Coburn emphasized the value of the commemoration of King’s legacy, noting, “It's important for the students and faculty to hear this message, because the past must be passed down to the young people and it must be studied in our schools.

“I wanted students to understand the struggles of society from the past to the present and the sacrifices it took to get them to where they are today. Students must understand that education is a must and not something to take lightly. I wanted both the students and teachers to hear someone that actually spoke and had a friendship with Dr. King and to hear that there are struggles and obstacles that they are going to have to overcome.”


The keynote program included a performance of Wallace Wills’ “Swing Low, Sweet Chariot,” Duke Ellington’s “Come Sunday” and the traditional song “Live A Humble,” performed by the Northwestern University Jazz Small Ensemble, directed by Bienen School faculty member Victor Goines, director of jazz studies. Also performed was Goines’ jazz arrangement of “Amazing Grace,” a traditional American song, featuring vocal soloist Kathryn Wills and the Alice Millar Chapel Choir and Jazz Small Ensemble and conducted by Stephen Alltop, director of music for Alice Millar Chapel.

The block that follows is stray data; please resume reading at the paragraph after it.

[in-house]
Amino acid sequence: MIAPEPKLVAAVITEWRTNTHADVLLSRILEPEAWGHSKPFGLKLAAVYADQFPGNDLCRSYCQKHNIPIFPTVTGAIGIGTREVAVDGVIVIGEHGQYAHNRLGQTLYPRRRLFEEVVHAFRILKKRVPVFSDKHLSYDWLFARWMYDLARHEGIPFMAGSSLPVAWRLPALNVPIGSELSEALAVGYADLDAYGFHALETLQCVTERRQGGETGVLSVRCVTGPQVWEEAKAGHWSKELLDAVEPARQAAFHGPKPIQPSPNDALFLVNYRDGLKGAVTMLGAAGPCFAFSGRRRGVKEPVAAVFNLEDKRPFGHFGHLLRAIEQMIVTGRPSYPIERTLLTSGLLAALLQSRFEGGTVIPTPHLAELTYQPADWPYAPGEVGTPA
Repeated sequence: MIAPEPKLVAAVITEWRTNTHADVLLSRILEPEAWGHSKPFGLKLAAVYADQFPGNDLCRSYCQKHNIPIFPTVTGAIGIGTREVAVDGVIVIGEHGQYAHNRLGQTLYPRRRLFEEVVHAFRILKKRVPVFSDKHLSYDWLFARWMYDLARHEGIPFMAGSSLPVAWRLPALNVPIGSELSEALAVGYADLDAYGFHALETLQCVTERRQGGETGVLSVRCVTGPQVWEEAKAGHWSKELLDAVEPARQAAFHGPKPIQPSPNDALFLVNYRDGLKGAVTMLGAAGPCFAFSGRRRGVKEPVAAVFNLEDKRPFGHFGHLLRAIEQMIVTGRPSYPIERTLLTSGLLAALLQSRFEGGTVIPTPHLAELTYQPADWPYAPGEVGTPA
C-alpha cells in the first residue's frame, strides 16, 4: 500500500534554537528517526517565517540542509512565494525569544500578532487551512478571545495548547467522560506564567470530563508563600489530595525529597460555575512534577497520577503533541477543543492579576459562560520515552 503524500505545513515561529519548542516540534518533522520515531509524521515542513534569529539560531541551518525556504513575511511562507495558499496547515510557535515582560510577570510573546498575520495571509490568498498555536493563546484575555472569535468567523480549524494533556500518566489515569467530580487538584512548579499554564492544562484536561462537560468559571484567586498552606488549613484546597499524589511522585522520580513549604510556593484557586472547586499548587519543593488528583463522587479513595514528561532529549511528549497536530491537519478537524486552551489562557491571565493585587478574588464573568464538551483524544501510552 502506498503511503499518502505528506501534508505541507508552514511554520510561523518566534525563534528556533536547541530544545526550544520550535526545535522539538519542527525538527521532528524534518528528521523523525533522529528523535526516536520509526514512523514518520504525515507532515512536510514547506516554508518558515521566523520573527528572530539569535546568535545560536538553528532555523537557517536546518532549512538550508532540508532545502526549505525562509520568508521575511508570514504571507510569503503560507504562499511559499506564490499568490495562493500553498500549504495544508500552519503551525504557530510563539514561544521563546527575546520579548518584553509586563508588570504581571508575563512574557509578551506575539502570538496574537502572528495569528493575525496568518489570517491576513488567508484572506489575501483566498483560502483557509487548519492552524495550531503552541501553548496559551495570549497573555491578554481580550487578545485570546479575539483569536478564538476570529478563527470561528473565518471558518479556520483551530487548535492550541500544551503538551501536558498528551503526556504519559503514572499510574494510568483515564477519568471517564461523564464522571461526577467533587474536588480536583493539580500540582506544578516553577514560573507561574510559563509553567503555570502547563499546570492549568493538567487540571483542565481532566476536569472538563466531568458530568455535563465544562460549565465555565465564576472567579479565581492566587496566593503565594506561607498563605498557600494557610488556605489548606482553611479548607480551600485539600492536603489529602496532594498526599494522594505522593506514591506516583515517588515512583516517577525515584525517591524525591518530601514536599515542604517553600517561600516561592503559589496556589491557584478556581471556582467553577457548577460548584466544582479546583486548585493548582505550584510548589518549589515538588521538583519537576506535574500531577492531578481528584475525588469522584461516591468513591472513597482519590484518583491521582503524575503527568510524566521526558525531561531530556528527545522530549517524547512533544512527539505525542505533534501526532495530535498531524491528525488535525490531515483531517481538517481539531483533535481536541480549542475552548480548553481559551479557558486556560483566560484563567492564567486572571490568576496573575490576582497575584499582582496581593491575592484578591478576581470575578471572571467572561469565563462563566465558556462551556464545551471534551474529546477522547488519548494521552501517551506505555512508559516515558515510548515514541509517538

It included a welcome by Charles Whitaker, assistant professor at Medill School of Journalism, Media, Integrated Marketing Communications and co-chair of this year’s Martin Luther King Jr. Celebration 2013 with University Chaplain Rev. Timothy Stevens.

Audience members joined in singing “Lift Every Voice and Sing,” led by Alltop. Belafonte was introduced to the audience by Victor Shao, president of Associated Student Government (ASG) at Northwestern University. Following his keynote address, Belafonte sat down in the middle of the stage for a Q-and-A. interview by Northwestern student Will Robinson-Smith, a senior at Medill.